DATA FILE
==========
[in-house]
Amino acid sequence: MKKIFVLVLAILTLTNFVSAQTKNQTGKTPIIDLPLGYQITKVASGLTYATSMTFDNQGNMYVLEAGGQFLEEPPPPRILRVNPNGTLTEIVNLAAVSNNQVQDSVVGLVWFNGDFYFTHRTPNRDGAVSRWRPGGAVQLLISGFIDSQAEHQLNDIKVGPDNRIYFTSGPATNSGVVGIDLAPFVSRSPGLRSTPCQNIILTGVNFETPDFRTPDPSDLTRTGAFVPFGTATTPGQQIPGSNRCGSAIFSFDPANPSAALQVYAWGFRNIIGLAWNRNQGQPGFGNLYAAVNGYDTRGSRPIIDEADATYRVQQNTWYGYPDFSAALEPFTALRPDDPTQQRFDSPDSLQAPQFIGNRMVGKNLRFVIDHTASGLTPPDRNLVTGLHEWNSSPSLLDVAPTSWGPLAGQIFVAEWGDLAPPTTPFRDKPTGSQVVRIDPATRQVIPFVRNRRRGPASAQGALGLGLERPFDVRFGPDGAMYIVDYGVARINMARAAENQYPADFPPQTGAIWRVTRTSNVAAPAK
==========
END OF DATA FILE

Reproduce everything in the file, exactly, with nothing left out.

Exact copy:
[in-house]
Amino acid sequence: MKKIFVLVLAILTLTNFVSAQTKNQTGKTPIIDLPLGYQITKVASGLTYATSMTFDNQGNMYVLEAGGQFLEEPPPPRILRVNPNGTLTEIVNLAAVSNNQVQDSVVGLVWFNGDFYFTHRTPNRDGAVSRWRPGGAVQLLISGFIDSQAEHQLNDIKVGPDNRIYFTSGPATNSGVVGIDLAPFVSRSPGLRSTPCQNIILTGVNFETPDFRTPDPSDLTRTGAFVPFGTATTPGQQIPGSNRCGSAIFSFDPANPSAALQVYAWGFRNIIGLAWNRNQGQPGFGNLYAAVNGYDTRGSRPIIDEADATYRVQQNTWYGYPDFSAALEPFTALRPDDPTQQRFDSPDSLQAPQFIGNRMVGKNLRFVIDHTASGLTPPDRNLVTGLHEWNSSPSLLDVAPTSWGPLAGQIFVAEWGDLAPPTTPFRDKPTGSQVVRIDPATRQVIPFVRNRRRGPASAQGALGLGLERPFDVRFGPDGAMYIVDYGVARINMARAAENQYPADFPPQTGAIWRVTRTSNVAAPAK